Abuses in Amending the Constitution

Amending the Constitution

 The Framers didn’t claim to be infallible and knew that the Constitution might need to have some changes or additions made for some circumstances that perhaps they had not considered.  They therefore made provisions for just such an eventuality. A constitution needs to give an element of stability to any nation.  A constitution is the people’s protection from the abuses of government-including abuses in the amendment process itself.  The Framers made the Constitution difficult to change so that every fad that came along would not generate a new method of organizing government.   In other words a super majority of each house of the legislative branch as well as a super majority of the states need to concur with the proposed changes.  The following instructions are found in Article V of the Constitution describing the amendment process.

Article V

 The Congress, whenever two thirds of both houses shall deem it necessary, shall propose amendments to this Constitution, or, on the application of the legislatures of two thirds of the several states, shall call a convention for proposing amendments, which, in either case, shall be valid to all intents and purposes, as part of this Constitution, when ratified by the legislatures of three fourths of the several states, or by conventions in three fourths thereof, as the one or the other mode of ratification may be proposed by the Congress provided that no amendment which may be made prior to the year one thousand eight hundred and eight shall in any manner affect the first and fourth clauses in the ninth section of the first article; and that no state, without its consent, shall be deprived of its equal suffrage in the Senate.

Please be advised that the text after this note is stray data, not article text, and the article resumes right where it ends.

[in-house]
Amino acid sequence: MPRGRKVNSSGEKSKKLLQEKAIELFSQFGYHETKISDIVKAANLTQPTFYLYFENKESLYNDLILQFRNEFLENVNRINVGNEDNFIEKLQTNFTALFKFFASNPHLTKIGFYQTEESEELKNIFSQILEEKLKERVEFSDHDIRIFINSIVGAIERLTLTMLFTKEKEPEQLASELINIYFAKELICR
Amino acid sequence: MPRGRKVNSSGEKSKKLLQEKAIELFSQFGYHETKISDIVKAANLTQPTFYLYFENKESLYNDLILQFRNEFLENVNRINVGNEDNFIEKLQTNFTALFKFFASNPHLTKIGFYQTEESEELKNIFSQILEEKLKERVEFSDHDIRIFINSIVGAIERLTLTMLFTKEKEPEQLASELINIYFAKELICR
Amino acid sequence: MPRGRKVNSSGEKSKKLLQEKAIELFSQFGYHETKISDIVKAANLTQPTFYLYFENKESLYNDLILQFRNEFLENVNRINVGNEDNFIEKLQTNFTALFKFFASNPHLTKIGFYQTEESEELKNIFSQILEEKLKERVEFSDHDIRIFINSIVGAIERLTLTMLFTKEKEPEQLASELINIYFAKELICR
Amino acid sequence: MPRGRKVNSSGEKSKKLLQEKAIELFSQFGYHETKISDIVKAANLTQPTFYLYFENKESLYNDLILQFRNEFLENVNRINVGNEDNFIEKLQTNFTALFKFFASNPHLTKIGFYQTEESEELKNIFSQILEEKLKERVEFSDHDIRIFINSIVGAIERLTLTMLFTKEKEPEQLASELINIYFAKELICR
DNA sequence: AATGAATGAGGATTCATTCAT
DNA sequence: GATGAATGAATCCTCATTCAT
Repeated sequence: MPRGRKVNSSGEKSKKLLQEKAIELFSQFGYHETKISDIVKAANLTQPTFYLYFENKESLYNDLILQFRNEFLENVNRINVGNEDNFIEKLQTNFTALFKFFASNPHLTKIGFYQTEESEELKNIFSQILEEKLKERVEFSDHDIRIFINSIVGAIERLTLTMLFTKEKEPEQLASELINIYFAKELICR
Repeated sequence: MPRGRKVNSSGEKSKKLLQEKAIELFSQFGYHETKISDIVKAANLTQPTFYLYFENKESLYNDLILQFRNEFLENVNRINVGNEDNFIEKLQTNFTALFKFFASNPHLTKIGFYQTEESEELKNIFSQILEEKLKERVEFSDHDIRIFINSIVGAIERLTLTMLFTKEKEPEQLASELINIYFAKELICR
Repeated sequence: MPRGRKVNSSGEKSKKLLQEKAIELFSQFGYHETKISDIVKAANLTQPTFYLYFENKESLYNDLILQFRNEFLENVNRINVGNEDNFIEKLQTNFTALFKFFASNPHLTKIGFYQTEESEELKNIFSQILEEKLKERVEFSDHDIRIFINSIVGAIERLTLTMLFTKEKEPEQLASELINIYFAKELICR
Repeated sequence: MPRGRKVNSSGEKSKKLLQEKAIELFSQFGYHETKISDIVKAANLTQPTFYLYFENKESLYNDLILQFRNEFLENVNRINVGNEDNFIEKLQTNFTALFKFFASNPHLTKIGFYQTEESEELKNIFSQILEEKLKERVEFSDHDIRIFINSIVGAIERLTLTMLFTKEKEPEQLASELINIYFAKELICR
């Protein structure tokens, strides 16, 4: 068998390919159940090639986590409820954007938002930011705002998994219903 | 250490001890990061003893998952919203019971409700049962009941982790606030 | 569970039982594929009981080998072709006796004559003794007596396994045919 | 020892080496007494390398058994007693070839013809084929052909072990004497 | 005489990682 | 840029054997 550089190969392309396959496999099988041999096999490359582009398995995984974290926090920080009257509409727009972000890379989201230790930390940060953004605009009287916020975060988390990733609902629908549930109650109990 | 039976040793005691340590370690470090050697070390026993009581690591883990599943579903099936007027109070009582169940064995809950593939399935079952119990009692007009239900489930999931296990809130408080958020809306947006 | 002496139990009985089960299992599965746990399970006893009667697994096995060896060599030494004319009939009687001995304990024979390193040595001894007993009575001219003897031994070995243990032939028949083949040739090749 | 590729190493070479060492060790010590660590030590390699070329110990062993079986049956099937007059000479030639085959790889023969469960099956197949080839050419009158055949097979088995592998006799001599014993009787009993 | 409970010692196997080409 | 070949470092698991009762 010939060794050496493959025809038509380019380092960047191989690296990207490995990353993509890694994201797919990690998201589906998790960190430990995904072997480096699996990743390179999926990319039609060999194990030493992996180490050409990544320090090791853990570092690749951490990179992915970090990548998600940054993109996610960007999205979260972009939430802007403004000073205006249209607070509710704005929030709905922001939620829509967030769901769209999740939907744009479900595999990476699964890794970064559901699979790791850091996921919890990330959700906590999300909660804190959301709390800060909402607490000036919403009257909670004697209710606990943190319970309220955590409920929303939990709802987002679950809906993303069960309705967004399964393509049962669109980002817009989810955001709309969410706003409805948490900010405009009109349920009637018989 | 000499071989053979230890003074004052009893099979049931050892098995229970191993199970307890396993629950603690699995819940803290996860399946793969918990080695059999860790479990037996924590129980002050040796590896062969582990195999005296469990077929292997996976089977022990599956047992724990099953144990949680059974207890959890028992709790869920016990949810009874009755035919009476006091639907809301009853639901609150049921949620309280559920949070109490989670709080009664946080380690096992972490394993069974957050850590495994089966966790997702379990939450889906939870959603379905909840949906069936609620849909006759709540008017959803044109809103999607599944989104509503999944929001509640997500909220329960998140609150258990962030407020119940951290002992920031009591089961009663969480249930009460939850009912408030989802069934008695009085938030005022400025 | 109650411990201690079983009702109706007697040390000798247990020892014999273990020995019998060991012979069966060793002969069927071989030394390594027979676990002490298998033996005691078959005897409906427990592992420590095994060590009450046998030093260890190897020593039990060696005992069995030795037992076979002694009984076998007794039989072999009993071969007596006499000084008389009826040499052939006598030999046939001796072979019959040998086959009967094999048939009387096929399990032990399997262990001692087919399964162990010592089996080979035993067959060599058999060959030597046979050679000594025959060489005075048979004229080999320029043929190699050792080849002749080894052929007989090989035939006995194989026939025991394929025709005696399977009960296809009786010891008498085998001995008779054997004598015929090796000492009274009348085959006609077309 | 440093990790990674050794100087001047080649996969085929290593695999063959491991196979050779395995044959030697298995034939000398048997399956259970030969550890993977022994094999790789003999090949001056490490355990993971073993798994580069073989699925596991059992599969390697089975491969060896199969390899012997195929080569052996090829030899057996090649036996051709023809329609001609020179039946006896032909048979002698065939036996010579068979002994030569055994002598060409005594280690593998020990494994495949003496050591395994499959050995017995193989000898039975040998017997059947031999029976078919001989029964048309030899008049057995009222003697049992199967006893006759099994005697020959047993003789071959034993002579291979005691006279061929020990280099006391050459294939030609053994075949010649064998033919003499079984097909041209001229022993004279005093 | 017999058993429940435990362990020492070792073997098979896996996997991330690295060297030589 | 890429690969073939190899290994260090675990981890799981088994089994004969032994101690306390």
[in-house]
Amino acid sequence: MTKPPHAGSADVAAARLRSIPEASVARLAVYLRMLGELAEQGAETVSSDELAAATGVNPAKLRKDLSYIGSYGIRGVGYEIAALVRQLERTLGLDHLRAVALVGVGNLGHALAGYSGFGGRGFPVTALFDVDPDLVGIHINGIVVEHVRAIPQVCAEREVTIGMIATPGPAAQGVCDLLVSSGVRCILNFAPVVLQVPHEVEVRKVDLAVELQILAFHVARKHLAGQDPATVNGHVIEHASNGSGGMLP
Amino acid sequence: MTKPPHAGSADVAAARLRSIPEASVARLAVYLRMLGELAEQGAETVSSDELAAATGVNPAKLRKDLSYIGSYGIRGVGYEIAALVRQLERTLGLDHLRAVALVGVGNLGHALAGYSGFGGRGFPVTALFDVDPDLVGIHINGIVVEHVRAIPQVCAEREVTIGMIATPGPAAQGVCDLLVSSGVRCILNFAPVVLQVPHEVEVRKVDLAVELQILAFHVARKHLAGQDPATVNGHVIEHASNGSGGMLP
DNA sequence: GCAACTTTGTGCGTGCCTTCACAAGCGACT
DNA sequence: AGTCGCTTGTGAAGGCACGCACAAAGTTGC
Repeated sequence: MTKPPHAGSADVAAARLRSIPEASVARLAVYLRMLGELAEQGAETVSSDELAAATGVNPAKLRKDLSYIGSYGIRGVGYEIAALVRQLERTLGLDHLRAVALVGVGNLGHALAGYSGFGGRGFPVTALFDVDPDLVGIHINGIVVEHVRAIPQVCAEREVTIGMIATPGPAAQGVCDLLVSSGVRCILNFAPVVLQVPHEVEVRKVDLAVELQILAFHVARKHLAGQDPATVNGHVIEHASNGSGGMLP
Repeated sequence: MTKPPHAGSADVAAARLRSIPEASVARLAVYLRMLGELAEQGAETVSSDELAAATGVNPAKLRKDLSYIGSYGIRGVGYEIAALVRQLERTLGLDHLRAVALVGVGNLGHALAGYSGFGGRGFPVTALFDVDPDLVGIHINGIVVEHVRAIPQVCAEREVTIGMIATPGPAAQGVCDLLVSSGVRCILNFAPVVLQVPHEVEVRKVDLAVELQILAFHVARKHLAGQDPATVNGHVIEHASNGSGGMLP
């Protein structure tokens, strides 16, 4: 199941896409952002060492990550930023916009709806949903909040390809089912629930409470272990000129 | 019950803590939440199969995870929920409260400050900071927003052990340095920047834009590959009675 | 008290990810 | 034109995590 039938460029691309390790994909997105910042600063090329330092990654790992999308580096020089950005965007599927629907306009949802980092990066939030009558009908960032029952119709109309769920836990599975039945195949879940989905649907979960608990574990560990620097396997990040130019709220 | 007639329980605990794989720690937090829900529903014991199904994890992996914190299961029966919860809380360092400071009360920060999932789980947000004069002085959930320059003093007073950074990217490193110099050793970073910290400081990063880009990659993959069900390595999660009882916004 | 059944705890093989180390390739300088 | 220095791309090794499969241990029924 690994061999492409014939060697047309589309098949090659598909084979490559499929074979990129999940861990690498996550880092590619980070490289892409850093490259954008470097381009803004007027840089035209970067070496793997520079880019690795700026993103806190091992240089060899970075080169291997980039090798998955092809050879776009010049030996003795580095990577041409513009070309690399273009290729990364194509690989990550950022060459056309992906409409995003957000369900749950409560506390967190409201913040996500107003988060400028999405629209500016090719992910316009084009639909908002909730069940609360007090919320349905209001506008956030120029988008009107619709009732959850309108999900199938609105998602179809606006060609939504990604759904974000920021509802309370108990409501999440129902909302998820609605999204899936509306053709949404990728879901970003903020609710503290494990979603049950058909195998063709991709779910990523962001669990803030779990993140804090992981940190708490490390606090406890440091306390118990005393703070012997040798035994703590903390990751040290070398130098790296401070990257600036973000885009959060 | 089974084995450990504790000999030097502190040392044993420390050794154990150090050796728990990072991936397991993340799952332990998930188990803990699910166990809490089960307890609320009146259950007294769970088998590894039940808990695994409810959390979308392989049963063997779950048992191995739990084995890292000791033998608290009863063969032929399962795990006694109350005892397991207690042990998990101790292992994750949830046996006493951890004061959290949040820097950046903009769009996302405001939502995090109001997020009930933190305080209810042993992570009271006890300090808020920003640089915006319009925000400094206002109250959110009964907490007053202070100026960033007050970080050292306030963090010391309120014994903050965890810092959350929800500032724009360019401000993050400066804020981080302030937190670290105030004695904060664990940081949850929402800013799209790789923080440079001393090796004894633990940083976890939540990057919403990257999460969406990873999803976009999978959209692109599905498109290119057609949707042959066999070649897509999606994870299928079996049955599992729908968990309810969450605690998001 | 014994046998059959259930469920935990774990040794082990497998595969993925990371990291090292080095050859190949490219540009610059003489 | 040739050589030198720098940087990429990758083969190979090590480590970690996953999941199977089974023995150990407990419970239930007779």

An Example of Abuse

 The system can however be abused.  The methods used in forcing the adoption of the 14th Amendment is a very flagrant example of this abuse.  In a case before the Utah State Supreme Court, Dyett v. Turner, in 1968, the justices point out this abuse of the amendment process.

Excerpt from the Ruling of the Utah Supreme Court

            It is necessary to review the historical background to understand how the Fourteenth Amendment came to be a part of our Federal Constitution.

             General Lee had surrendered his army on April 9, 1865, and General Johnston surrendered his 17 days later.  Within a period of less than six weeks thereafter, not one Confederate soldier was bearing arms.  By June 30, 1865, the Confederate states were all restored by presidential proclamation to their proper positions as states in an indissoluble union, and practically all citizens thereof had been granted amnesty.  Immediately thereafter each of the seceding states functioned as regular states in the Union with both state and federal courts in full operation.

             President Lincoln had declared the freedom of the slaves as a war measure, but when the war ended, the effect of the proclamation was ended, and so it was necessary to propose and to ratify the Thirteenth Amendment in order to insure the freedom of the slaves.

             The 11 southern states having taken their rightful and necessary place in the indestructible Union proceeded to determine whether to ratify or reject the proposed Thirteenth Amendment.  In order to become a part of the Constitution, it was necessary that the proposed amendment be ratified by 27 of the 36 states.  Among those 27 states ratifying the Thirteenth Amendment were 10 from the South, to wit, Louisiana, Tennessee, Arkansas, South Carolina, Alabama, North Carolina, Georgia, Mississippi, Florida, and Texas.